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Calling the little Roxy Theater on Missoula’s Hip Strip a cultural icon of statewide importance, Gov. Steve Bullock announced a $167,605 award  in tourism infrastructure and community development grant block money to fund the restoration of the historic movie theater.

“We’re here to celebrate a great partnership of public and private resources united by that common goal to restore, enhance and preserve one of Missoula’s – and indeed one of Montana’s – great treasures,” Bullock said. “The Roxy really does represent more than just what you all think of as your community theater. It’s sort of that intersection of art, culture and history – all important parts of our entire state’s identity.”

The nonprofit theater, celebrating its 80th birthday this year, will use the money to renovate the façade back to its 1930s Art Deco glory. There will be a new ticket booth facing Higgins Avenue, a new neon sign and a new paint job. The Montana Department of Commerce, which awarded the grants, expects the restoration to increase visitation to the theater by 20 percent in the first year.

Roxy Theater executive director Mike Steinberg said the theater provides the community a place for people to see films they might not otherwise see, as well as film festivals, poetry, art, plays and comedy.

“Our goal is to return the aesthetic of the theater to its original Art Deco style, as a way to be a beacon for what’s going on inside,” he said. “That’s what the Hip Strip is in a lot of ways in my mind. It’s a unique special place, and we want to return the theater to that. There’s been a lot of support for that and the state has been remarkably generous, as have a lot of individual donors.”

Roxy Theater renovations

To mark its 80th birthday, the Roxy Theater is planning a renovation to restore its original facade from the 1930s, complete with a period-specific neon sign and a ticket booth on the street.

Steinberg has said he imagines tourists being so enamored with the look of the Roxy that they’ll have to stop and take pictures. He said the board of directors decided in the last year that they want to continue to reinvest in the look of the building.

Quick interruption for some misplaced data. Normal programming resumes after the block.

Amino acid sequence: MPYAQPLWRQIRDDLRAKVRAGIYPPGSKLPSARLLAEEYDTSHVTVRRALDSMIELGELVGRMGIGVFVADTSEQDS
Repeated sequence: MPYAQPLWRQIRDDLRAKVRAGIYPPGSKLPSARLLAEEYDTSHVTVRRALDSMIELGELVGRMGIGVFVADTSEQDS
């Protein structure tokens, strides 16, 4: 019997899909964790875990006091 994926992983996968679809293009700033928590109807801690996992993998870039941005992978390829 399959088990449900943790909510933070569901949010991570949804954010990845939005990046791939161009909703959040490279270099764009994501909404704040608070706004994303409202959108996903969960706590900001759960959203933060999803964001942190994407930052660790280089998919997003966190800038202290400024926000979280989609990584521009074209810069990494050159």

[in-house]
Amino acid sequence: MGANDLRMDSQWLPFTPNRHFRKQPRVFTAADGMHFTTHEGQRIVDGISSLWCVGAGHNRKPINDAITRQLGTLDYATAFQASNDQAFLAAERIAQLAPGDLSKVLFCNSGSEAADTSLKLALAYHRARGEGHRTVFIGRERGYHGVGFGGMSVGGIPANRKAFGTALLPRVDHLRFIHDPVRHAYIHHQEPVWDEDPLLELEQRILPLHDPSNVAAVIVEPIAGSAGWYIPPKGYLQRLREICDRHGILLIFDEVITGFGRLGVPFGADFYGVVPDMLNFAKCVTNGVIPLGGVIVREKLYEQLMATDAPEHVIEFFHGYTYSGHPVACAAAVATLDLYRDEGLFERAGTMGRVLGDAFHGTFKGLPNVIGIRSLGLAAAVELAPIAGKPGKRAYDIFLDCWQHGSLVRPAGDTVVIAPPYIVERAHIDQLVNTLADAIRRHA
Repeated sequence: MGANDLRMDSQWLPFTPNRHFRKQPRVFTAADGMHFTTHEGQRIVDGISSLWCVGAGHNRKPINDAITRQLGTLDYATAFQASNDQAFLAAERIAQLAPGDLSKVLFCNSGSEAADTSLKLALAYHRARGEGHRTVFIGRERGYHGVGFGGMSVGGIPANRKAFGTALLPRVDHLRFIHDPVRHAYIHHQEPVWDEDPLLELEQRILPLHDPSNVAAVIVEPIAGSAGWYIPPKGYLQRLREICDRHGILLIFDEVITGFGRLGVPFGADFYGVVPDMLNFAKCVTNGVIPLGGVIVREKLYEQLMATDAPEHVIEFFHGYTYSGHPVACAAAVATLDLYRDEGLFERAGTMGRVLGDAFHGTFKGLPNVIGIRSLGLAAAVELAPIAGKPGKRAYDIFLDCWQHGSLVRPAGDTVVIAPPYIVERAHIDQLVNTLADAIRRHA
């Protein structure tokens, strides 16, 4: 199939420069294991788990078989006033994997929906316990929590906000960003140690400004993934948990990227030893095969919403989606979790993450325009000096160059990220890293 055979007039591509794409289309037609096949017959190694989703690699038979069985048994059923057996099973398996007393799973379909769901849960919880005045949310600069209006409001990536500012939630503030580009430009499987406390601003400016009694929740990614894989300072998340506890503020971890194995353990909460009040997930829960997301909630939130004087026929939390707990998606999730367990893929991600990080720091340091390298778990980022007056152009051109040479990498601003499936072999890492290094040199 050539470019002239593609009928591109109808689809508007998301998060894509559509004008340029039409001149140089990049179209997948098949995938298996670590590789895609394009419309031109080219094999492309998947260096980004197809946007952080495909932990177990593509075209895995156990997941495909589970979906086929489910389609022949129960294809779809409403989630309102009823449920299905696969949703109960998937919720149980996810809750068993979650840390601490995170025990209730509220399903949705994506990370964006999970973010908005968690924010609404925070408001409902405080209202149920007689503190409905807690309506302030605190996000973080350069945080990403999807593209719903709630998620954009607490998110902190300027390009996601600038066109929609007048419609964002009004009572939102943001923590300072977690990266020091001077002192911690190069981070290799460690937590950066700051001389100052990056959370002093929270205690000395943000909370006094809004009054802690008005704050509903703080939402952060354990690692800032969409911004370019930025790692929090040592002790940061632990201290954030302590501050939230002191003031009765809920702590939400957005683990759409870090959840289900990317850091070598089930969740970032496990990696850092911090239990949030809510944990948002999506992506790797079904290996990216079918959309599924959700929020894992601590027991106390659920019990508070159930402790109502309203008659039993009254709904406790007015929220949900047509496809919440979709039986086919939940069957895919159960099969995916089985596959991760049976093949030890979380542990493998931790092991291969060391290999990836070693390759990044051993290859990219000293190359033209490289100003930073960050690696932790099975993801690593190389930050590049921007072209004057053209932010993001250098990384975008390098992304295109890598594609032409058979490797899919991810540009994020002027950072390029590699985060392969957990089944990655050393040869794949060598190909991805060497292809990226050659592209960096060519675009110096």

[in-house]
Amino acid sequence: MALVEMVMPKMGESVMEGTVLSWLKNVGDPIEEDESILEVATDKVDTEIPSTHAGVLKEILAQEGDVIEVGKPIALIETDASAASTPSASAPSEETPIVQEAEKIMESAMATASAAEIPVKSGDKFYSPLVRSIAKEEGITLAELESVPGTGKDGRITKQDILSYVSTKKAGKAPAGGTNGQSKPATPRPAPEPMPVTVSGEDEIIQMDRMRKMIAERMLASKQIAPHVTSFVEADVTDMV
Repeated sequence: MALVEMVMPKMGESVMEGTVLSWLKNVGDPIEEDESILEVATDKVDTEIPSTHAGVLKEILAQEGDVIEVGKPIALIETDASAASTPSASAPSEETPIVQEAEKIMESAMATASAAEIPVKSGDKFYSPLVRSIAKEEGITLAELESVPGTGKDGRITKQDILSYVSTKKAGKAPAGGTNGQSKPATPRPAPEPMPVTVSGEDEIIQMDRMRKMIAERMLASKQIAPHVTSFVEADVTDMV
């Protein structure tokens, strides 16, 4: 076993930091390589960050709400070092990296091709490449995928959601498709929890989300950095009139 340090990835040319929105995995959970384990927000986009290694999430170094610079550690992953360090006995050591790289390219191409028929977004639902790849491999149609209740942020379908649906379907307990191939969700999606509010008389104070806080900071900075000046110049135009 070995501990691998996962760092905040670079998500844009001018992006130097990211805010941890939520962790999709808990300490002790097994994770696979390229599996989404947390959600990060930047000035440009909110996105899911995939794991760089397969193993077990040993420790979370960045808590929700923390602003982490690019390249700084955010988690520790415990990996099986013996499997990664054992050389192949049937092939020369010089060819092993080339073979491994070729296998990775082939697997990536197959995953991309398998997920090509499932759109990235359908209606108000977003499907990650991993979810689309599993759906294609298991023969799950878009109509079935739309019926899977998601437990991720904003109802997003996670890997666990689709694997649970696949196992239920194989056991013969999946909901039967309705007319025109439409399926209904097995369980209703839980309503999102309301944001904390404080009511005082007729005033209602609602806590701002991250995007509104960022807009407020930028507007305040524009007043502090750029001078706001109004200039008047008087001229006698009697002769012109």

“There’s only one Hip Strip in the whole universe,” he said. “And one thing that became clear in talking with stakeholders is that we should steward this building forward. There’s a lot of excitement around what we’re doing, and the original eye-popping Art Deco style is a way to announce the excitement of what’s going on in here.”

The Roxy announced that it had received $67,605 of the money in the form of the tourism infrastructure grant back in February, and now the $100,000 community development block grant will greatly aid in the efforts. In addition to the grants, the Roxy has been fundraising privately for the work, which will cost around $200,000 total. The state’s Office of Tourism and Business Development Tourism Grant Program targets projects that can improve the economy through local tourism.

Bullock said that 1.5 million tourists stayed at least one night in Missoula last year, part of the state's $3.5 billion tourism industry that supports tens of thousands of jobs.

“Investing in our downtown neighborhoods will continue to build vibrant community gathering spots that entice visitors and engage residents,” Bullock said. “The Roxy Theater’s restoration project will create jobs, fuel downtown growth, and ensure the Missoula landmark is around for future generations to enjoy.”

The Roxy has 18 year-round full- and part-time employees and seven seasonal positions.

“The grant presented today reflects the value of the Roxy as an asset both to your community but also an asset to the promotion and economic impact of tourism across the state,” Bullock told a crowd that gathered in one of the Roxy’s three theater rooms. “These are gathering spaces for the community and the Roxy is certainly no exception. It’s been that landmark in downtown Missoula for nearly 80 years. It’s a place where friends and families gather to share their love of the arts.”

The Roxy was destroyed by an unsolved arson in 1994, but was rebuilt and reopened in 1998 as a dollar theater. It closed again in 2000 when the owners died, but the International Wildlife Film Festival bought the building in 2002. That event will celebrate its 40th anniversary when it is held at the Roxy from April 15-22.

“The Roxy is a historic asset in Montana that requires preservation and ongoing investment,” said Steinberg said. “Our restoration effort emphasizes the Roxy’s dedication to making Montana a unique destination that will serve audiences of all ages.”

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